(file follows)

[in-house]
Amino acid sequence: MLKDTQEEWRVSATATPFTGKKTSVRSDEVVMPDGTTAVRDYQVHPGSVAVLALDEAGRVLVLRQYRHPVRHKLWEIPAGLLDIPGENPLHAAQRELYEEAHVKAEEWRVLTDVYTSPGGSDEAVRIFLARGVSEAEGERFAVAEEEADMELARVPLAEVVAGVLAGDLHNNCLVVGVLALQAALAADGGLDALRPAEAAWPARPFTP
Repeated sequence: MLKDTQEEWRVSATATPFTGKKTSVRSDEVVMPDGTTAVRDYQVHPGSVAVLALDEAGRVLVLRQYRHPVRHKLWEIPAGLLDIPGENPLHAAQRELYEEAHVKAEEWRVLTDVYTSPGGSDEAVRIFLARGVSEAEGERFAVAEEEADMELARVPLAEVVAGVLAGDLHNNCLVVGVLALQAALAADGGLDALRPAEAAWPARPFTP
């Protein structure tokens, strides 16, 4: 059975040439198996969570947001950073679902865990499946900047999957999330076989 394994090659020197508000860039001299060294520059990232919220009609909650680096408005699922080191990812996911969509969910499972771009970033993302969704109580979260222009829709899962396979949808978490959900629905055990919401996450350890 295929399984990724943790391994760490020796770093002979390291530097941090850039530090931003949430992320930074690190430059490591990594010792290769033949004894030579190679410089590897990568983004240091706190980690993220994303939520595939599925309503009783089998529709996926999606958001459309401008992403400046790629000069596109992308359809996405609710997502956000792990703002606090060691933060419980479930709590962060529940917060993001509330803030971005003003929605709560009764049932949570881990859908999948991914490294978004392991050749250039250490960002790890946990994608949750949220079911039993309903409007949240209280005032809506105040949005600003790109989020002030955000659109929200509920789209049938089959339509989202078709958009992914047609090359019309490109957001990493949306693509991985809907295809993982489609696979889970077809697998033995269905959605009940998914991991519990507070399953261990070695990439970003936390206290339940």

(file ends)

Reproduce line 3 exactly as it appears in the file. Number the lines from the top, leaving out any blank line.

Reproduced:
Repeated sequence: MLKDTQEEWRVSATATPFTGKKTSVRSDEVVMPDGTTAVRDYQVHPGSVAVLALDEAGRVLVLRQYRHPVRHKLWEIPAGLLDIPGENPLHAAQRELYEEAHVKAEEWRVLTDVYTSPGGSDEAVRIFLARGVSEAEGERFAVAEEEADMELARVPLAEVVAGVLAGDLHNNCLVVGVLALQAALAADGGLDALRPAEAAWPARPFTP